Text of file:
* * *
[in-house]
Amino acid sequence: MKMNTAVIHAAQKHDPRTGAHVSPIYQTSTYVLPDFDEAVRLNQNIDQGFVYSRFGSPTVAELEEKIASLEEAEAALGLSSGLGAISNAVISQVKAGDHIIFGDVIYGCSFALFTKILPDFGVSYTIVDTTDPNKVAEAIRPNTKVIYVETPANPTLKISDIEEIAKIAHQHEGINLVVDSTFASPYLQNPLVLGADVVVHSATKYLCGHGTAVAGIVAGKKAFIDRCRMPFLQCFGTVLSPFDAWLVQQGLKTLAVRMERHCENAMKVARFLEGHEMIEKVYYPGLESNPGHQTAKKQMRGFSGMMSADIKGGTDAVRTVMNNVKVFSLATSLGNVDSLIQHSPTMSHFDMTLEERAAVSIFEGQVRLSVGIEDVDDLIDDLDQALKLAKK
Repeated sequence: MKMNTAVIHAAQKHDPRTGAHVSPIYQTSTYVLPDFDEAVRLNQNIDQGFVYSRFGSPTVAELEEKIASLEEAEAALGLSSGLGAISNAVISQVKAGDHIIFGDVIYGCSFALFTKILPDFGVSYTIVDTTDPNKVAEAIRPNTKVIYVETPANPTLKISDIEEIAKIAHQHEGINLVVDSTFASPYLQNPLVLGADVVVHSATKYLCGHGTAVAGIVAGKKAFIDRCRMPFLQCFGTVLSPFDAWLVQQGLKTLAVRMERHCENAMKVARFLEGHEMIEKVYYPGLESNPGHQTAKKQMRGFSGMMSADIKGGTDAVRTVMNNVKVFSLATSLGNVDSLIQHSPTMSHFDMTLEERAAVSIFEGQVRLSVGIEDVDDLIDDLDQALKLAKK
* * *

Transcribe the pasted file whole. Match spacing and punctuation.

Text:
[in-house]
Amino acid sequence: MKMNTAVIHAAQKHDPRTGAHVSPIYQTSTYVLPDFDEAVRLNQNIDQGFVYSRFGSPTVAELEEKIASLEEAEAALGLSSGLGAISNAVISQVKAGDHIIFGDVIYGCSFALFTKILPDFGVSYTIVDTTDPNKVAEAIRPNTKVIYVETPANPTLKISDIEEIAKIAHQHEGINLVVDSTFASPYLQNPLVLGADVVVHSATKYLCGHGTAVAGIVAGKKAFIDRCRMPFLQCFGTVLSPFDAWLVQQGLKTLAVRMERHCENAMKVARFLEGHEMIEKVYYPGLESNPGHQTAKKQMRGFSGMMSADIKGGTDAVRTVMNNVKVFSLATSLGNVDSLIQHSPTMSHFDMTLEERAAVSIFEGQVRLSVGIEDVDDLIDDLDQALKLAKK
Repeated sequence: MKMNTAVIHAAQKHDPRTGAHVSPIYQTSTYVLPDFDEAVRLNQNIDQGFVYSRFGSPTVAELEEKIASLEEAEAALGLSSGLGAISNAVISQVKAGDHIIFGDVIYGCSFALFTKILPDFGVSYTIVDTTDPNKVAEAIRPNTKVIYVETPANPTLKISDIEEIAKIAHQHEGINLVVDSTFASPYLQNPLVLGADVVVHSATKYLCGHGTAVAGIVAGKKAFIDRCRMPFLQCFGTVLSPFDAWLVQQGLKTLAVRMERHCENAMKVARFLEGHEMIEKVYYPGLESNPGHQTAKKQMRGFSGMMSADIKGGTDAVRTVMNNVKVFSLATSLGNVDSLIQHSPTMSHFDMTLEERAAVSIFEGQVRLSVGIEDVDDLIDDLDQALKLAKK